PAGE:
In the long-term, the platform and associated maps can be used by residents to support discussions about assets and issues within their neighborhoods. This information can be presented and discussed with others in order to prioritize infrastructure projects, compare neighborhoods, and advocate for specific services or needs using data.

While this platform and pivot has come out of the immediate needs presented by COVID-19, our team sees this as a first step towards developing a long-term program for community development and urban asset management. No such platform currently exists in Bangkok, and while there are many negatives to be drawn from the current crisis, one positive is that it has brought together many motivated organizations and individuals to push towards a better post-COVID world. We believe this platform can play a major part in that effort.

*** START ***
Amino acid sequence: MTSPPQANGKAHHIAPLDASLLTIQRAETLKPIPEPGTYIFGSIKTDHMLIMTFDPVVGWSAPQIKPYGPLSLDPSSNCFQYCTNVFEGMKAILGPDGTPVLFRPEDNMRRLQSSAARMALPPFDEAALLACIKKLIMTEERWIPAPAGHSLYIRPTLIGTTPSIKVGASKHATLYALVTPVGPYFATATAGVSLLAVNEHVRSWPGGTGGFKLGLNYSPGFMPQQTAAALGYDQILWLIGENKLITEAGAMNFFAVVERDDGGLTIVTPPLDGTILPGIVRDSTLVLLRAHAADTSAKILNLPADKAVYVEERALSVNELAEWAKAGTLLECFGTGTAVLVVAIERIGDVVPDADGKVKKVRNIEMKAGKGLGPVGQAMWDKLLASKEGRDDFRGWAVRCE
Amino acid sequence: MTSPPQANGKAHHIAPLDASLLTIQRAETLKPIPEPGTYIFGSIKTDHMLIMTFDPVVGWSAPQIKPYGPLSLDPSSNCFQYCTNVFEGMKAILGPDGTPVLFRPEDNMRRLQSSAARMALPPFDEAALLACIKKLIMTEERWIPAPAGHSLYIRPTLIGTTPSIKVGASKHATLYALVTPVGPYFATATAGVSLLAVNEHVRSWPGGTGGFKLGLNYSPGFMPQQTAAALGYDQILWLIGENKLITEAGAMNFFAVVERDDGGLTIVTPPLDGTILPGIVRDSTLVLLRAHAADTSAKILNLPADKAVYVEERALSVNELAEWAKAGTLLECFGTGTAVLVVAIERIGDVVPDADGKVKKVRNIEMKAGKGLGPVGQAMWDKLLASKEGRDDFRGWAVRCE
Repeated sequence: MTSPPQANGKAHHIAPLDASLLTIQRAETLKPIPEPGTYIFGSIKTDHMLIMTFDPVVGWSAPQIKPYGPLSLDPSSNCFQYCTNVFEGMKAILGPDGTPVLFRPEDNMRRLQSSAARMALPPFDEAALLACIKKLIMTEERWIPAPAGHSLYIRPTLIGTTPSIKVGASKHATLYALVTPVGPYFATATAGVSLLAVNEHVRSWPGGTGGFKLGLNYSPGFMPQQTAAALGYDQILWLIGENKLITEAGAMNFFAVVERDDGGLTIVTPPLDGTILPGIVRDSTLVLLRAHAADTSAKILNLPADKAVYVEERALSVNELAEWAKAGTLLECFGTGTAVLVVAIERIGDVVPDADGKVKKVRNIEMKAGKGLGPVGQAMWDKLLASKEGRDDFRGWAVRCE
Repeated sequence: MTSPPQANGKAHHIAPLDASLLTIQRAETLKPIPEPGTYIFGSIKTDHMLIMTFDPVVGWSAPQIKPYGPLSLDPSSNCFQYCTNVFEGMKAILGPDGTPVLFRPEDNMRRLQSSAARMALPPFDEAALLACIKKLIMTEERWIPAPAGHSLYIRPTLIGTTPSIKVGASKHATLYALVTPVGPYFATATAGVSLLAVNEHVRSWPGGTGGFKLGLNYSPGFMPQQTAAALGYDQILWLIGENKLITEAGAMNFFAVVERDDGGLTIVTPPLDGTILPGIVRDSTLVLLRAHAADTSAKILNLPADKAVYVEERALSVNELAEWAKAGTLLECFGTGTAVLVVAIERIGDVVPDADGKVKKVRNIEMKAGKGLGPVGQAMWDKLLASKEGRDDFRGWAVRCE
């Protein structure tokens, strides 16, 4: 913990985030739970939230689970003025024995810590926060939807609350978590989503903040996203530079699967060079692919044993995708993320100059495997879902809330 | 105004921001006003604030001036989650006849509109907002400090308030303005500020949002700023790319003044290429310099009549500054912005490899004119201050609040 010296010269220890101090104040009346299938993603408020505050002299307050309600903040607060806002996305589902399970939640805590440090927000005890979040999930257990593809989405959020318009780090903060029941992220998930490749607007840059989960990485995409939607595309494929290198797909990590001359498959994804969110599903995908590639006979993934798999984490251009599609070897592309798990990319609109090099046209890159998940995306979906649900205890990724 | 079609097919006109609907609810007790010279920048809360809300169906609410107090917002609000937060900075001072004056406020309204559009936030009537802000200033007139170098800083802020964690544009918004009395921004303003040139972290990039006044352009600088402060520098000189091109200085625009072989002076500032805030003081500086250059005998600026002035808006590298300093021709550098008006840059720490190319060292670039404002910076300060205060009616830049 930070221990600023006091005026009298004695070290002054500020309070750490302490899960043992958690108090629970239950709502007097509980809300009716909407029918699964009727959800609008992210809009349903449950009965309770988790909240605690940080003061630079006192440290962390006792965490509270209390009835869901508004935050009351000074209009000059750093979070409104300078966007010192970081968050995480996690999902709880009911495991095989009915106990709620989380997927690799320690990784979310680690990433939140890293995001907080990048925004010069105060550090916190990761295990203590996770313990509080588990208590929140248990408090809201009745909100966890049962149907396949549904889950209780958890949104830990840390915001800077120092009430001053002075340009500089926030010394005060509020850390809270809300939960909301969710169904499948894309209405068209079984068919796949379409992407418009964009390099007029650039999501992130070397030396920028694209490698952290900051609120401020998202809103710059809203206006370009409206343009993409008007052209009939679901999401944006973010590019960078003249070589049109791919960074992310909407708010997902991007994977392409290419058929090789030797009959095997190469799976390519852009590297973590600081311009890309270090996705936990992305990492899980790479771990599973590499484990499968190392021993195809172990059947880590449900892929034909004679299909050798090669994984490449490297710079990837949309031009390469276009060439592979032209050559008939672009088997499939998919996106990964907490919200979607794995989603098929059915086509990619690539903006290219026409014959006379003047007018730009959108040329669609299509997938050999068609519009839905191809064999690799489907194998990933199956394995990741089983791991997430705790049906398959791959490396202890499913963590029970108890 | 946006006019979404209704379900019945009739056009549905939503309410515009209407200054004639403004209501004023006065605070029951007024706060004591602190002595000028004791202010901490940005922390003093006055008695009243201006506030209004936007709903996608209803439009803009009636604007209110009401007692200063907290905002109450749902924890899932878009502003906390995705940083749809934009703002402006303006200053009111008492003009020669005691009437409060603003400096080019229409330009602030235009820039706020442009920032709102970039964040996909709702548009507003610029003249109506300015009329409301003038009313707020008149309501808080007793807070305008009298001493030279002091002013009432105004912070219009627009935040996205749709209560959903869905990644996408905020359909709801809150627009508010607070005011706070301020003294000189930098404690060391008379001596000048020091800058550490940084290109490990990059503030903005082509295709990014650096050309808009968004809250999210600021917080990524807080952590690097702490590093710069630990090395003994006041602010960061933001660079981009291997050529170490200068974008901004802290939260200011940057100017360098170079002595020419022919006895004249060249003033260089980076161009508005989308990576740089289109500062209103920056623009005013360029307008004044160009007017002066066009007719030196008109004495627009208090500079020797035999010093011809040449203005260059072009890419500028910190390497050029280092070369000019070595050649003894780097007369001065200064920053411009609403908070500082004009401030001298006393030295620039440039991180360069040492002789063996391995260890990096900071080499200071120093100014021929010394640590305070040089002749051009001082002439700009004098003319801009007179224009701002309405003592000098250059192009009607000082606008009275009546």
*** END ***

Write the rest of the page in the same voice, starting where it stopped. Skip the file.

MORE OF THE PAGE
What is the need are you focusing on?

COVID Relief Bangkok focuses on meeting the needs of Bangkok's most vulnerable - the elderly, low-income, disabled, orphans, and refugees. The project aims to serve a minimum 13,000 low income households - representing 17% of low-income households in Bangkok (defined as household income of less than THB 10,000). 

The overall lack of coordination and readily available information, both for vulnerable communities and those working to provide aid, is another major need that we aim to address. The Thai Government is currently unable to meet this need, and current relief efforts are largely being conducted in an ad hoc manner. The development of an open digital platform can lead to additional beneficiaries that include any organization, association or program that would benefit from access to data generated regarding the above mentioned populations in improving their coordination of COVID-19 relief and recovery efforts.

Which type of submission are you sharing?